That’s quite a chemical cocktail, but it ensures that we get a supply of garlic in the supermarket all year round.

The “banned” chemicals aren’t listed on the website, and I haven’t been able to find any recent reference to what these might be, so that’s a fairly big concern to start with, if this is correct. Then there’s the things that we do to it when it gets here.

To be fair, I don’t know what these things actually do, so I had to look them up.

Maleic Hydrazide is used in weedkillers and is used on vegetables like onions and potatoes to prevent them sprouting.  It is reportedly not harmful to humans, but has been linked to infertility in rats and is also a potential carcinogen in rats and mice.

Gamma irradiation involves exposing the food to radiation similar to microwaving it, but more powerful. Apparently this doesn’t make food radioactive and it makes only minimal changes to the food’s chemical composition.

Methyl Bromide is an ozone depleting substance used as a fumigant. It’s largely been phased out in Australia apart from “critical” uses such as fumigating imported products and as a soil fumigant for strawberries and for treating rice.  Presumably its phase out is related to its ozone-depleting capacity. Anyway if you eat imported garlic, you’ll ingest it. And probably if you eat Australian-grown non-organic strawberries.

This is just the chemicals and processes on one product.

Even if it’s true that these chemicals in the quantities you get from eating this food aren’t harmful, who’s to say that over the long term, combined with chemicals used in other foods, this routine consumption of combinations of chemicals isn’t doing us long term damage.

I don’t know. I’m not a scientist. But having a look at garlic makes me wonder how much other supposedly ‘fresh’ produce out there is routinely sprayed, blasted, dusted, whatever, to the point that the benefit of eating it is outweighed by the long term effects of the chemicals we take in.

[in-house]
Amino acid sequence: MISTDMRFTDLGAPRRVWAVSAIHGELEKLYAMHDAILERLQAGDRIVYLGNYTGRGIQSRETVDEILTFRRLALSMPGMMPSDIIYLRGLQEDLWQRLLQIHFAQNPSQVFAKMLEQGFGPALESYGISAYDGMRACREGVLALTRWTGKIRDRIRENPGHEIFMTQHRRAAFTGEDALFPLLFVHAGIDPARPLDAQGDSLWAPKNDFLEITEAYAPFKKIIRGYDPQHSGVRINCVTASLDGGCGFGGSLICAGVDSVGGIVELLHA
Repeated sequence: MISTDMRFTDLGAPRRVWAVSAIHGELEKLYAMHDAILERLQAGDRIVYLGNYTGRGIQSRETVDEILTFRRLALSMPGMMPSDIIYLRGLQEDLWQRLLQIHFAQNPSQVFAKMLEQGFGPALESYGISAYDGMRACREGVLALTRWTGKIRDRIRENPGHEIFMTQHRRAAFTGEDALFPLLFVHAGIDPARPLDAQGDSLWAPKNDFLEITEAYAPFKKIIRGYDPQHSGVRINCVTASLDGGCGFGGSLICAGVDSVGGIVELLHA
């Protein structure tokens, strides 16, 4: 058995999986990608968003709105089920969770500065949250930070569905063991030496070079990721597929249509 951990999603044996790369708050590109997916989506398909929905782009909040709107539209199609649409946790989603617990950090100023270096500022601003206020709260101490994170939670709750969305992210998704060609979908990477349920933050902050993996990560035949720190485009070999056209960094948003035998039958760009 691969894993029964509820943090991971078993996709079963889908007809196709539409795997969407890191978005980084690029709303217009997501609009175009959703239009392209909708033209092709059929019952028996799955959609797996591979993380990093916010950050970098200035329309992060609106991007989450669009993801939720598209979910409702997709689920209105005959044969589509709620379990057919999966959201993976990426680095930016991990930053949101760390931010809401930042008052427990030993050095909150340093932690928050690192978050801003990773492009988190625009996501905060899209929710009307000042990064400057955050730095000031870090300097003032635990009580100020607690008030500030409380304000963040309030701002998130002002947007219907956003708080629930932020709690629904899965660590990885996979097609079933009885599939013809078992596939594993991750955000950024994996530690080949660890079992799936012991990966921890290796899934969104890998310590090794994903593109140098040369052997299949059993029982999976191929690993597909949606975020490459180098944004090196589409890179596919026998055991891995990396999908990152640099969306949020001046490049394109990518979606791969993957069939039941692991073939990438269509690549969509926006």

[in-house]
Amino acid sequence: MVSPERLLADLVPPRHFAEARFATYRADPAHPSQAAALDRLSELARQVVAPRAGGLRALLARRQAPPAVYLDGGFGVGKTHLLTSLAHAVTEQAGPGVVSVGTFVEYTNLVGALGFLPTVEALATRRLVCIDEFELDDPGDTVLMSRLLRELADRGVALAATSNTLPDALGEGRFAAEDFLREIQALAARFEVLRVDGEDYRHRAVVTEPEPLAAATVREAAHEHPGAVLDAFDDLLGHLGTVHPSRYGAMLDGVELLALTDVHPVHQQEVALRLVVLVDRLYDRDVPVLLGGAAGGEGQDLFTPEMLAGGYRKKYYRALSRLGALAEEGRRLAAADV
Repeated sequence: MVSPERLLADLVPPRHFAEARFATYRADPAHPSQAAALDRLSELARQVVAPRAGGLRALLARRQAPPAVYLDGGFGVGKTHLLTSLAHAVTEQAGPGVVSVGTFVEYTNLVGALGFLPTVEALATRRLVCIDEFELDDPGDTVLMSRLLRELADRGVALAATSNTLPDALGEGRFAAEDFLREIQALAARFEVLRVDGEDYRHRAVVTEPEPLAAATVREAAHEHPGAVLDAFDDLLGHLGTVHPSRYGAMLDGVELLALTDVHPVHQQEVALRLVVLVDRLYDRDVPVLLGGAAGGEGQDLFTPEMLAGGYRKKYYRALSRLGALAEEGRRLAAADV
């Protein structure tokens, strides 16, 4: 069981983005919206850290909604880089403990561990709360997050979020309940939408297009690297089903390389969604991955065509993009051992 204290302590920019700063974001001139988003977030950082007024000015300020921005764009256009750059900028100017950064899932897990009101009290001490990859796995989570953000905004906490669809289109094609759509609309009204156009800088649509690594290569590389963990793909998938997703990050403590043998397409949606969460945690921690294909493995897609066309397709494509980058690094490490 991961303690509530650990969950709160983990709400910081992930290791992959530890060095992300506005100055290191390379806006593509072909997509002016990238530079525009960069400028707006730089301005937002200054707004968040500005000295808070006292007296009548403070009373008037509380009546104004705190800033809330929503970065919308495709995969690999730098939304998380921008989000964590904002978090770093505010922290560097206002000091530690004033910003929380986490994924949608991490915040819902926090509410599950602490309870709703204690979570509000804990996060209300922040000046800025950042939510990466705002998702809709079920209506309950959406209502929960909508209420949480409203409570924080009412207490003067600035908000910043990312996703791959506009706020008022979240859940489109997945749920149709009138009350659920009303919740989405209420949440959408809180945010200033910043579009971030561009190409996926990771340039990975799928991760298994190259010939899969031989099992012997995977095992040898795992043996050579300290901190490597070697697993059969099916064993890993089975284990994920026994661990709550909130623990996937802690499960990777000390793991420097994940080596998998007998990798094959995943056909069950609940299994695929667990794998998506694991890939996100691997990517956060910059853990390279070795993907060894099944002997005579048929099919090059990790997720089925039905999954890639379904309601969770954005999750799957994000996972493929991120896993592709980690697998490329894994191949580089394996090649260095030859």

You might be OK with this. That’s fine. But for me, regardless of how harmless I’m told these chemicals and processes are, I feel a lot more inclined to want to eat produce that is grown with minimal, if any, treatment. I think one of the best ways to do this is to buy food from the people who have grown it, so you can talk to them and find out how they grow it.

I’d love to grow everything I eat myself, so I know exactly where it’s come from, but that isn’t realistic right now. So the next best thing is buying directly from the growers – and next best to that is from a store where the growers are personally known to the storekeepers.

This implies that the produce is fresh too – seasonal – not stuck in cold storage for weeks on end. This is something I’d really like to explore. I’ve become used to being able to get pretty much any vegetable I want when I want it, because it’s always available, if not “fresh”, then tinned or frozen. I’d like to start to get to know what’s actually available at any given time and to plan my meals around that, rather than relying on the same old thing week in, week out.

It’s a big shift for me, but I think the Tassievore Challenge is a good start because it gets you to seek out and use seasonal Tasmanian produce.

The first week of the Tassievore challenge (yep, we finally got there) is to “become a local food forager – discover a new place to buy Tasmanian produce or find it where you shop already.”

I’ve drawn a big blank about what to do this week, so I’m not sure where this is going to lead me.

One thing I did want to mention was my experiment last year, where I recorded all the food we bought in the month of February leading up to the Tassievore Challenge and then in March while the challenge was on. I meant to do a follow-up post, but it never happened, so in the interests of completion, here’s what it looked like:

  • February, where I bought normally: 40% Tasmanian origin, 18% Australian, 22% Other, 20% Unknown (and 22% from Colesworths).
  • I haven’t been in either a Coles or Woolworths since early March last year, and the March spending where I paid a lot more attention to where my food was coming from looked like this: 67% Tasmanian origin, 8% Australian, 10% Other, 15% Unknown (and 1% from Colesworths).

I’m not sure what conclusions to draw from this other than there’s quite a lot of food that you can never be too sure where it came from. I might have been a bit harsh in putting things like bread rolls in that category but, while the bread was baked locally, the origin of the flour was key for me deciding on the origin of the product. And this isn’t usually apparent unless you ask (which I didn’t).

So that’s it. This week I’ll be off looking for Tasmanian produce.